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JCS Investments launch solar kiosks in Ghana

JCS Investments Limited has introduced to the Ghanaian market the first locally manufactured solar kiosk in Ghana. The Solar Kiosk, which is a German technology, is one of many kiosks to be produced for small-scale businesses. The robust and multi-functional lightweight unit, which can be easily transported, is tailored for use in rural and peri-urban communities. It thus allows mini businesses, such as barbering shops, small banks, restaurants and hairdressing salons, to operate efficiently in the local economy.

The Solar Kiosk is fully powered by solar energy; and would be placed in rural and peri-urban areas of Ghana. Currently, Solar Kiosk operates about 10 kiosks in different locations across Ghana. The kiosk can produce about 2 kilowatts of energy, and serve as an outlet for solar products. 

At the launch of solar kiosks at Jamestown in Accra on September 8, Andreas Spiess, Chief Executive of Solar Kiosk, said the smart green start-up is an innovation that will impact businesses positively. 




Solar Kiosks Event Manager with JCS investments CEO

The range of solar products to be sold out largely for the benefit of rural folks, are solar cookers, bulbs, fridges, deep freezers and fans, to enable rural and deprived communities to have an alternative source of power and save the national electricity grid from excessive pressure. At the launch of the unit at James Town, a predominantly fishing community, Ms Patricia Safo, the Managing Director of  JCS Investments, said the aim of the initiative was also to help reduce carbon emissions and deforestation, while promoting sustainable energy alternatives.  She further said her company views renewable energy as being very important in providing alternative power to Ghanaians and empowering rural communities. She said the kiosk, also known as the E-Hubb, was a prototype, which produced two Kilowatts power of electricity.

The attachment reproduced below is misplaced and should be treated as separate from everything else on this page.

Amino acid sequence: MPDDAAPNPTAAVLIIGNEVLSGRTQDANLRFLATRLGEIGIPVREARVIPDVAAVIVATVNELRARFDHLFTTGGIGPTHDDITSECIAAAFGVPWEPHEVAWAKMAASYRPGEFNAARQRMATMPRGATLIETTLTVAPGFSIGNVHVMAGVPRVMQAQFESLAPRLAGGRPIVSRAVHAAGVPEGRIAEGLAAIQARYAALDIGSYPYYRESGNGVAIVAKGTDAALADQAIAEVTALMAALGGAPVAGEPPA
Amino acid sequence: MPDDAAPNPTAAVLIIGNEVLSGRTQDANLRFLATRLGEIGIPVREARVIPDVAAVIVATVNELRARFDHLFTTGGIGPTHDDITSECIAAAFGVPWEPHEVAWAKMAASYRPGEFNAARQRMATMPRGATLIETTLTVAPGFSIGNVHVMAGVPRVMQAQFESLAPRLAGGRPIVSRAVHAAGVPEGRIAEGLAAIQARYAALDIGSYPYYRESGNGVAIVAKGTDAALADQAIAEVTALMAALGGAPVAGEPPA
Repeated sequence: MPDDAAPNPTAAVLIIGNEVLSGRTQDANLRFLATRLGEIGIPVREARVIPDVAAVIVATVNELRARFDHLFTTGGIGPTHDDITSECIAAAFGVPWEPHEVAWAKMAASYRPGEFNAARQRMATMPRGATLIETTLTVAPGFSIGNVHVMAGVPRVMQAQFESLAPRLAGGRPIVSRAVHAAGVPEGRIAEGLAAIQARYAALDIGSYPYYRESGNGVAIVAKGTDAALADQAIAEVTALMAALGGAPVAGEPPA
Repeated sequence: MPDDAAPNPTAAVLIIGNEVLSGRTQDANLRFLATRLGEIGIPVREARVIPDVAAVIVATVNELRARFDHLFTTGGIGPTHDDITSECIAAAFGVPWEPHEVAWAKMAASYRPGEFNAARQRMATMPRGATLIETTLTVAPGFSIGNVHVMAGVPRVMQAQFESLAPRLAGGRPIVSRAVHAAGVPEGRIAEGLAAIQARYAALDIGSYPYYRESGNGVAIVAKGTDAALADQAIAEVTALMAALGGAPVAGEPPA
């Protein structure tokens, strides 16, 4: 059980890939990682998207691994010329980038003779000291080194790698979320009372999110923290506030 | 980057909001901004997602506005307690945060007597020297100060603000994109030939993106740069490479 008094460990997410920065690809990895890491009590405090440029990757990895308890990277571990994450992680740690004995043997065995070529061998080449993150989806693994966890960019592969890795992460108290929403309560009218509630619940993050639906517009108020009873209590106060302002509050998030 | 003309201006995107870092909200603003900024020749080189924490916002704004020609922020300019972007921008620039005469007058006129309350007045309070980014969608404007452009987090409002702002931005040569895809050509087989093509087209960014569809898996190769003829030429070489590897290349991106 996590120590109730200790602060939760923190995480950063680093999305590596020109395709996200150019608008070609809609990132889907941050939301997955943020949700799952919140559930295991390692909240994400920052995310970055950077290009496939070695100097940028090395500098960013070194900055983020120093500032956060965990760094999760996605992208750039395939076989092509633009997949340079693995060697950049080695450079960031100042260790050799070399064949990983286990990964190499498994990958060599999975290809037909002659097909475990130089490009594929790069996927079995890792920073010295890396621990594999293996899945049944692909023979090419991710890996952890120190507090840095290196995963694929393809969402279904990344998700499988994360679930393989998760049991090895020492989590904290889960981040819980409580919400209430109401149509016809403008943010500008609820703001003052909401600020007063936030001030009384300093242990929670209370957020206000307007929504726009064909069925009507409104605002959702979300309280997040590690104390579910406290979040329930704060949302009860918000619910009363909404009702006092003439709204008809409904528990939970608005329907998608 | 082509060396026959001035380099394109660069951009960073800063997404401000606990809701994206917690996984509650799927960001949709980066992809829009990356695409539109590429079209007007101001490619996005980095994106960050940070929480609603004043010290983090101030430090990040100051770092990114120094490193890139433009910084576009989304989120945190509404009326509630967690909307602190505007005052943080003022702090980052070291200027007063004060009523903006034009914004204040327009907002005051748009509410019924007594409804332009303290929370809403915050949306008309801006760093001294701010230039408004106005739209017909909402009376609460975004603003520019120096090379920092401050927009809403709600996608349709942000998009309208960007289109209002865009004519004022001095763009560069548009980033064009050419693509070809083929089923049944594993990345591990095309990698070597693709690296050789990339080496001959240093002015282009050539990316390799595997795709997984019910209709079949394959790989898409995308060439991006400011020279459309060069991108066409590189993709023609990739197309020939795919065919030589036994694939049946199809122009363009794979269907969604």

“It serves as an outlet for renewable energy products, services and solutions and supports affordable products and appliances, such as cooking stoves, which run on solar energy,” she explained. 

Ms Safo said 10 solar kiosks had been installed in four regions, and urged companies, such as financial institutions, to adopt this module as it could be modified to suit different applications. Brekusu in the Central Region, is the first of five communities in Ghana which is benefiting from the pilot project. 

“The kiosk can produce energy for itself, and the excess can be sold, while the canopy attached to it can also support and supply households and businesses with energy,” she said.

Mr Andreas Spiess, the Chief Executive Officer (CEO) of Solarkiosk, which is based in Germany, said the product had a satellite dish component, which could help supply energy to other businesses.

Africa, with its abundant sunshine, derives only about two per cent of its energy needs from sunshine, while Germany with less sunshine, produces about 20 per cent solar energy.

Mr Spiess, therefore, urged African countries to maximise the use of the natural resource, as the global demand for energy was continually soaring.


Mr Spiess said the major challenge was the initial financing of the unit, explaining: “So we are collaborating with the banks to give upfront loans to people who want to buy the solar products, which is very efficient and can last longer.”

He urged the Government to support the initiative to enable private entities to invest in the economy.

Other partners in the project include the Energy Commission and JCS Investment Limited.





Source: GNA